ArtiFACTS: Recent News in Archaeology 8/15/06

Artifact Thieves in Russia
This story of looting cultural resources is a real drama, too! The thieves of over 221 items from the St. Petersburg’s Hermitage Museum in Russia turned out to be the husband and son of the Museum’s curator. The curator apparently suffered a heart attack as the museum stores were being inventoried. It isn’t clear in the article whether or not the heart attack was related to the shock of discovering that the missing artifacts “included dozens of precious icons, gold and silver 18th- and 19th-century jewelry, elaborate clocks, and gem-studded chalices and crosses.”

According to the Hermitage Museum’s website, antiques dealers and collectors have worked to recover and return several of the stolen artifacts

Caddo Pottery Theft
Afarensis first blogged this here. But since this edition of ArtiFACTS is dominated by looting and theft of cultural resources, it would be silly not to include it.

The Morning News of Northwest Arkansas reported, Indian bowls, bottles taken from locked room at Southern Arkansas University. Brazen thieves stole the centuries old ceramics from the university storeroom maintained by the Arkansas Archeological Survey’s Research Station. The 26 prehistoric vessels were excavated from the Cedar Grove site in Lafayette County, Arkansas and are federal property, belonging to the U.S. Army Corps of Engineers. The Arkansas Archaeological Survey reports that photographs and documentation of each of the vessels is thorough enough to make sale of the items very difficult.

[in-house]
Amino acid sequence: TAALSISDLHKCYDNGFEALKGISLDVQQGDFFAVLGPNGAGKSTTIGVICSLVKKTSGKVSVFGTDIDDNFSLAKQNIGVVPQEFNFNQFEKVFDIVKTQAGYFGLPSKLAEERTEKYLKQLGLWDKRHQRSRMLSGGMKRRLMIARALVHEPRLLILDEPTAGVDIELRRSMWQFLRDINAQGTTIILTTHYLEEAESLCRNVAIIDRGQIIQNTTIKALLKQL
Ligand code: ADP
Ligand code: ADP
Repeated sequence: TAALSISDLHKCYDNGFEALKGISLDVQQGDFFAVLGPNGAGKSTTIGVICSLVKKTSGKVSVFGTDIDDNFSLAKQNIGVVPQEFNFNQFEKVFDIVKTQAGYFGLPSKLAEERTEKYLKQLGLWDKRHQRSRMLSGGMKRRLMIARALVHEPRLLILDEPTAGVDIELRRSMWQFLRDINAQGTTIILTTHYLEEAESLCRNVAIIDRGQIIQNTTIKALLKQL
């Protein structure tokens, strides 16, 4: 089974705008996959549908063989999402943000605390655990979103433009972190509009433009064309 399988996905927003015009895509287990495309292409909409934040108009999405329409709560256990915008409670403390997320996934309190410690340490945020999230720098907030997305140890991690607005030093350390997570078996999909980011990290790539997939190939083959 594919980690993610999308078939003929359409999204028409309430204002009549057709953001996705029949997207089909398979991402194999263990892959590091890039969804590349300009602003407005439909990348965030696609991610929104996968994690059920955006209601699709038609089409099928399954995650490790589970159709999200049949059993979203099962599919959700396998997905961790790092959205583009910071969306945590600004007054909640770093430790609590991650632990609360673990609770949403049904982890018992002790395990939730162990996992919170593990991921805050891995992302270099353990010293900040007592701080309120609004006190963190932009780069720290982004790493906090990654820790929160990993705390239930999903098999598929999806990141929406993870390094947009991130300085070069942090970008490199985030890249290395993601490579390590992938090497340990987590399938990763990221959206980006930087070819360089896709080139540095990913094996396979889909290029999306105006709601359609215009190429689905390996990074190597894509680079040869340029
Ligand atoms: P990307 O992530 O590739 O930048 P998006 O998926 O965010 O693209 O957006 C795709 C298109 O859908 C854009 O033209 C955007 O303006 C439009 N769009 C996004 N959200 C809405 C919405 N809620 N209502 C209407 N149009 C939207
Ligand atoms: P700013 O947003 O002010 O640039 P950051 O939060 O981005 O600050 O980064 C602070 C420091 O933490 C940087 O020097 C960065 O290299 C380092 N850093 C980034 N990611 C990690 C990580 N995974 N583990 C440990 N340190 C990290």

For a list and photographs of the pottery, click here [.pdf].

For an overview of the Caddo Pottery Tradition, click here.

Sumerian Loot Recovered
The headless statue of the Sumerian king Entemena of Lagash was returned by the United States to Iraq. The statue, weighing hundreds of pounds, was stolen from the National Museum in Iraq as the U.S. invaded in 2003. Too heavy to be easily lifted, it was bounced down the steps of the Museum, damaging both the artifact as well as the steps and other artifacts.

The NY Times is quoted:

American officials declined to discuss how they recovered the statue, saying that to do so might impair their efforts to retrieve other artifacts. But people with knowledge of the episode described a narrative that included antiquities smugglers, international art dealers and an Iraqi expatriate businessman referred to as the broker who was the linchpin in efforts to recover the piece and bring it to the United States.

The statue was headless when originally excavated, a political move not uncommon in antiquity OR modernity. After all, Saddam’s statue was being pulled down just miles away even as Entemena’s, whose head was removed several thousand years ago, perhaps for similar reasons, was being carted away for sale.


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